But, when I dressed and laced up my kicks, I knew I was gonna be alright. This was what I’d been working for. I’ll never forget the roar of the crowd as I ran through the tunnel, past the bench and onto that big, colorful Jayhawk at midcourt. And I saw the same blue-and-yellow-and-red-and-white sea of fans that I had once been a part of way back in the sixth grade.
This was it, I thought.
I’m a Kansas Jayhawk. This is my home. This is where I belong.
Right before the game started, a video montage played on the jumbotron to get everyone pumped up. To this very day, I get chills thinking about it. I caught glimpses of past players, current players and our crazy fans. In that moment, I realized that was why I was playing — for our history, my teammates and my school.
But, when I dressed and laced up my kicks, I knew I was gonna be alright.
Once the video was over, my teammates made a human tunnel next to our bench. It was time to call out the starting lineups.
Here I am, a quiet freshman, about to fulfill my dream of running onto the floor as a Kansas Jayhawks starter.
Are … you … kidding … me?
“At forward, a freshman from Wichita, Kans., number 34, Perry Ellis!”
I’ll never forget how loud it was. The fans knew. That’s how great they are. They knew how much it meant for a kid from Wichita to choose the University of Kansas. I wanted to make them proud. For a long time I was one of them, and now I was playing for them. Now I was playing for something bigger than myself. I was playing for the kid who was sitting with his dad in the stands, hoping to one day be in my shoes. I was representing Kansas. This was my state. These were my people.
Finally, as the ball went up for the opening tip, all my pregame nerves floated away.
As the first student-led chants began, I exhaled and thought, once again, I’m home.
I’ll never forget how loud it was. The fans knew. That’s how great they are. They knew how much it meant for a kid from Wichita to choose the University of Kansas.
As you can tell, now that I’m set to graduate, I’m getting pretty sentimental. It’s difficult to put into words what the last four years have meant to me, but I’m going to try.
To Coach Self: Thank you for teaching me the importance of every possession. Thank you for pushing to get the most out of myself. If a player ever made a bad mistake or took a play off, you always said, “I’m gonna blow a gasket! I’m gonna blow a gasket!” Coach, I don’t think I’ve ever seen you actually blow a gasket. I don’t even know what that would look like, to be honest. But it showed how you, like the fans, took the game so seriously, and I respected that so much.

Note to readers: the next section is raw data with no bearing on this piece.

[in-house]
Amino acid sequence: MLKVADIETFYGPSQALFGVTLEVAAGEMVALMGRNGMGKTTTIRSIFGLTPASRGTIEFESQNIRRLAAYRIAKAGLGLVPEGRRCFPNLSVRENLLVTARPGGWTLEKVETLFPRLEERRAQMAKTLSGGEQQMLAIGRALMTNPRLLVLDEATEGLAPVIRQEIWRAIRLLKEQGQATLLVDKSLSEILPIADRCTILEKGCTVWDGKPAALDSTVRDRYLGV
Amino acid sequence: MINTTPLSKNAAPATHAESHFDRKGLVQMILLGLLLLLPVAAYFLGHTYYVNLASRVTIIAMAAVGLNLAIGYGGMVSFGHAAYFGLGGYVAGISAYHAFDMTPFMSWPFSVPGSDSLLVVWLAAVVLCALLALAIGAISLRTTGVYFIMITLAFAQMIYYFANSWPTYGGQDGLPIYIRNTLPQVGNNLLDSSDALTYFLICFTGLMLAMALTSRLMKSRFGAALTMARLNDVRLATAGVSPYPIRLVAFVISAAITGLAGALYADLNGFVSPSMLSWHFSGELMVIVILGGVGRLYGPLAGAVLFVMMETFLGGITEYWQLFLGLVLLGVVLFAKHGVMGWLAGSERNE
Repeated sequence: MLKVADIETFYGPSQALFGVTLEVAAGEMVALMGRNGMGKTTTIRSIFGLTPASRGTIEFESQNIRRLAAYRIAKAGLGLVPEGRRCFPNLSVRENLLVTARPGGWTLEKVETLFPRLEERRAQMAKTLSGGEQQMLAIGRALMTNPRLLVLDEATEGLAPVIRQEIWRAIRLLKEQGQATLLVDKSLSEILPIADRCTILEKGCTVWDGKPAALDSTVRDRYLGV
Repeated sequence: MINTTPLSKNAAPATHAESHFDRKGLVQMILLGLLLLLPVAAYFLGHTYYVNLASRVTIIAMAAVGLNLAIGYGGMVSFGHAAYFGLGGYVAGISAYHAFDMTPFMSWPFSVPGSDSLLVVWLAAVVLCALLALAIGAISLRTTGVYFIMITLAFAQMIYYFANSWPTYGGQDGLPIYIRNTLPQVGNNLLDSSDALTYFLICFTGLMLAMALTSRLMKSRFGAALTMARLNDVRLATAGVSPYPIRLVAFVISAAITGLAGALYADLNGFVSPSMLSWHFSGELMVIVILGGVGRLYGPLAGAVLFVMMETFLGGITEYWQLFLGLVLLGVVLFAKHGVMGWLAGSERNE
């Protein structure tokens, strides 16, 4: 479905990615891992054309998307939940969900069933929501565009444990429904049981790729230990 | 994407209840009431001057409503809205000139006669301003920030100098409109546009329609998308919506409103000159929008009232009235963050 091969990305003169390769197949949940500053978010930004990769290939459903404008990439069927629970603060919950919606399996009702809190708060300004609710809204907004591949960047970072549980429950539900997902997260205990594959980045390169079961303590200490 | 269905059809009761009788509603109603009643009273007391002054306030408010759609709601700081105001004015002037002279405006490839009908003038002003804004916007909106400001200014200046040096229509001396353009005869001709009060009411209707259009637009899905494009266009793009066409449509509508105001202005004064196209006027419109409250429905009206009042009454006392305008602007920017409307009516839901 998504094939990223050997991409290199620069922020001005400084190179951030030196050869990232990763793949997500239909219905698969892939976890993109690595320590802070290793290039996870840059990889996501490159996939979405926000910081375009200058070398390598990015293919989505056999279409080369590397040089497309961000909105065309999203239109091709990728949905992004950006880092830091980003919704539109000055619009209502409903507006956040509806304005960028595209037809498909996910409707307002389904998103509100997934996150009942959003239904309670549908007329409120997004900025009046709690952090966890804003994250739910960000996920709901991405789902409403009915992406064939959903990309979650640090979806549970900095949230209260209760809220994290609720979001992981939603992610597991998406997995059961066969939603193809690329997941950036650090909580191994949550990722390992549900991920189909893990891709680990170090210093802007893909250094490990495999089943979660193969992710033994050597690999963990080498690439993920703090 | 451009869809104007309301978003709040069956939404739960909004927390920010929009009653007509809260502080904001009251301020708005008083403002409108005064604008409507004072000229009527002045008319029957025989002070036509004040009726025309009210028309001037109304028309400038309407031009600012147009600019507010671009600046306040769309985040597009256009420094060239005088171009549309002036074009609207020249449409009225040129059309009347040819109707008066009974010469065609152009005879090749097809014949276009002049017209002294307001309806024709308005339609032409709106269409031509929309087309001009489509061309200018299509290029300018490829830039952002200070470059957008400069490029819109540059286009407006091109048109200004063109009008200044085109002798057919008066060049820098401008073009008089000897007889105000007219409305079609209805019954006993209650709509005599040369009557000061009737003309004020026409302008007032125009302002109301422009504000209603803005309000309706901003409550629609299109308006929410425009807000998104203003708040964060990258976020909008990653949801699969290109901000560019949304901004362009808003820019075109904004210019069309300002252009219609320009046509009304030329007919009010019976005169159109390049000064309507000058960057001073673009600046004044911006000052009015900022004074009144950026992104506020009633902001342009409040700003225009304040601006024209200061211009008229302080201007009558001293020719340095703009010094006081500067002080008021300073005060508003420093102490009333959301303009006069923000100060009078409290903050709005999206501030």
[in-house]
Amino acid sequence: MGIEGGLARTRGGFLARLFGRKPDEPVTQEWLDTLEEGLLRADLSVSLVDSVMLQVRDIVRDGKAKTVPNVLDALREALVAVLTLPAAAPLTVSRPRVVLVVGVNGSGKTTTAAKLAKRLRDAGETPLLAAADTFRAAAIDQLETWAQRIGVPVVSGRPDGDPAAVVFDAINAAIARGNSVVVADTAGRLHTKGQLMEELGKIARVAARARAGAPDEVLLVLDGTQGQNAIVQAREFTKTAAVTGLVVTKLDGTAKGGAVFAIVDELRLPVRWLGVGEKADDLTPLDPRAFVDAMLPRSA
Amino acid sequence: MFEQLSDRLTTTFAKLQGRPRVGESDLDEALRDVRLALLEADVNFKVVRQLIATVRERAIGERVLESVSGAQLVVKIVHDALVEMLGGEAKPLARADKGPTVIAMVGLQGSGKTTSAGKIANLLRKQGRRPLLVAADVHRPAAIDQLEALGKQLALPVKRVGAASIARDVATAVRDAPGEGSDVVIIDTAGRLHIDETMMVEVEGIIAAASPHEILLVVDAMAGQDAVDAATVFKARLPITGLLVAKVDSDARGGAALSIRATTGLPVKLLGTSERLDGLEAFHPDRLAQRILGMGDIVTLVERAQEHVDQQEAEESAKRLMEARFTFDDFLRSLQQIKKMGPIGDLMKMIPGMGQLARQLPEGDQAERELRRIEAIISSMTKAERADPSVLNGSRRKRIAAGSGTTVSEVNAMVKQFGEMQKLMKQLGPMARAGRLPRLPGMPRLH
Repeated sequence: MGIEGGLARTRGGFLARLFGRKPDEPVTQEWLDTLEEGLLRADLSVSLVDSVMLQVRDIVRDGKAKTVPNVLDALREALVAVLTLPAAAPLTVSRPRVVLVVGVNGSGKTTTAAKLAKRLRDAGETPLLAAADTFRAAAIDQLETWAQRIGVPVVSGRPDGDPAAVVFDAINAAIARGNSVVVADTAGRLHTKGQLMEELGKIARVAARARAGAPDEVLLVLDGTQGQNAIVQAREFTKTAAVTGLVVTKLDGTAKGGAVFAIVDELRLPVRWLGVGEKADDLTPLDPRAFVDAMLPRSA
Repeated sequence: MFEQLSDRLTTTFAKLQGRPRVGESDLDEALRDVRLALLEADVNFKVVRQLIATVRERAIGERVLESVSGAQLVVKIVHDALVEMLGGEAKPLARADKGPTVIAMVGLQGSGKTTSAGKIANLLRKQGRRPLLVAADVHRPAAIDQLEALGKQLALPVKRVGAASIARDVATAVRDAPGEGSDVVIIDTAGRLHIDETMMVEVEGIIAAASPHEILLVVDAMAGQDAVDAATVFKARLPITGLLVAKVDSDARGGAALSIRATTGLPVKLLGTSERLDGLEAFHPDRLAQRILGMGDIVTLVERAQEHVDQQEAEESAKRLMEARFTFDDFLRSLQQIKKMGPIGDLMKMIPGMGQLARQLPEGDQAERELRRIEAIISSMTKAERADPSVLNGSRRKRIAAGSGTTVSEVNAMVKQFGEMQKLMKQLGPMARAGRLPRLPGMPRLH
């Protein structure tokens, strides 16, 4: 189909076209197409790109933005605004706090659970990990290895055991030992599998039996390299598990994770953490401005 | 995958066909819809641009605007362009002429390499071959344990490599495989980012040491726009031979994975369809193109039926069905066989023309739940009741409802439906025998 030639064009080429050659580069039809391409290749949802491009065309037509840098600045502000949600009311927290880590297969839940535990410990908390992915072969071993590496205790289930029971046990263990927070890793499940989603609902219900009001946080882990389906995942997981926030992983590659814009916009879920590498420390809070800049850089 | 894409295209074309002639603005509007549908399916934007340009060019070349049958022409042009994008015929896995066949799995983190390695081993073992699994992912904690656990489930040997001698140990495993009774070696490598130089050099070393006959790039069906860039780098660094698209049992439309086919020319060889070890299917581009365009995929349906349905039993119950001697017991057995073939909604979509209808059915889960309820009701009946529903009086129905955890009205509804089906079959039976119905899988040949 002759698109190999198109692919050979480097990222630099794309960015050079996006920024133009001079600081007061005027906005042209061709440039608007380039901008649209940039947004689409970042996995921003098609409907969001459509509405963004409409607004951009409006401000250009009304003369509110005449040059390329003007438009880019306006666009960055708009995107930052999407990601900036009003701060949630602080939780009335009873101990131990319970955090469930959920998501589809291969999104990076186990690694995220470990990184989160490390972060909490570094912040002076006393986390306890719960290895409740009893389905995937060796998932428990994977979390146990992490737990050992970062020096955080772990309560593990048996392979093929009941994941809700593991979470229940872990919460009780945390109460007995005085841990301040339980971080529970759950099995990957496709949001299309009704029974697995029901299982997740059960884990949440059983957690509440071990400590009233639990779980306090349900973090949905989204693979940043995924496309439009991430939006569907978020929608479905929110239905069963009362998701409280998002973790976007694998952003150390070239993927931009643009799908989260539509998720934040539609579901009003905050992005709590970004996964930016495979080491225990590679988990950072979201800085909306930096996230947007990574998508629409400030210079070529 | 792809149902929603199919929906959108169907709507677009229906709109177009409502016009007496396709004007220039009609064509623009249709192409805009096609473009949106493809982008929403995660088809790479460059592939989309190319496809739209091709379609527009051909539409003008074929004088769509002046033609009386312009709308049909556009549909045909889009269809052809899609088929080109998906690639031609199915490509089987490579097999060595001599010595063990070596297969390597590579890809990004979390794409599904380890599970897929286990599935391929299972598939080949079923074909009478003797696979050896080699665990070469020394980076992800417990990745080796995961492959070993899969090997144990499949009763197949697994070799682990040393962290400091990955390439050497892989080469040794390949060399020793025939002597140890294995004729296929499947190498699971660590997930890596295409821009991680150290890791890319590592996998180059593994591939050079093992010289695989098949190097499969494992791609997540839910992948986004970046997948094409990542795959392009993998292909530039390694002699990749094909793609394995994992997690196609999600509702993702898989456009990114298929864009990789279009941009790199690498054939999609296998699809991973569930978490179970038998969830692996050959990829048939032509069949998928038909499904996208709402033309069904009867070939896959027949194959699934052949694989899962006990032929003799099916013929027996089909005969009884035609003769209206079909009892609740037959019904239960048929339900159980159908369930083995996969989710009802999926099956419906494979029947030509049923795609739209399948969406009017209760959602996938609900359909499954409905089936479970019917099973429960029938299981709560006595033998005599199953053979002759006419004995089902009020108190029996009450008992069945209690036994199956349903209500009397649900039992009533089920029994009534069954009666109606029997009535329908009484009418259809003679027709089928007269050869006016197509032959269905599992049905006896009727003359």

You always knew how to lighten the mood when the team needed it, though. I’ll never forget how you would impersonate some of your players. I specifically think of the time when Andrew Wiggins was on our team, and how much pressure there was on both him and our squad. You would mimic Andrew by saying, “Oh pardon me, excuse me,” in this high-pitched Canadian voice because he was so polite. It was hilarious. Whether the spotlight was on myself, Andrew or anyone on the team, you always knew how to make us feel comfortable. You could put a smile on anyone’s face, Coach, and that meant so much.
To the University of Kansas and my fellow students: Thank you. Just thank you. Thank you for embracing me as a player. Thank you for putting your trust in me. Thank you for understanding me and cheering me on when I needed it the most. Wichita is where I was born, but now I will always consider Lawrence home. You’ve helped me so much as a player and as a person.
I’m going to miss walking around campus hearing, “Rock Chalk!”
I’m going to miss the tough camps and workouts with my teammates.
I’m going to miss the feeling of accomplishing things with this amazing team.
I’m going to miss having KANSAS stitched across my chest.
Heck, I’ll even miss some of the jokes about how old I look.
(Nah, probably not. Although it was an honor to have been able to play with Wilt Chamberlain.)
Looking ahead, my family and I are excited about the next steps. My two younger brothers, my older sister and my parents are the ones who really deserve all the credit for where I am today. When I was younger, I looked up to my father as a role model. To this day, I still do. We are both pretty quiet individuals who have a deep faith.
Both my father and my mother work at a children’s home in Wichita to help kids without parents. That’s what it’s all about, man. Helping others. I love visiting where they work and seeing how excited the kids get. It makes me smile from ear to ear.
Maybe one day, if I’m lucky enough to play in the NBA, I’ll be able to inspire one of those kids. Maybe, one day, I’ll watch them become the face of Kansas basketball. And, maybe one day, I’ll be the one to cheer them along the way to college basketball glory.
I can’t imagine anything better than that.
Rock Chalk, Jayhawk!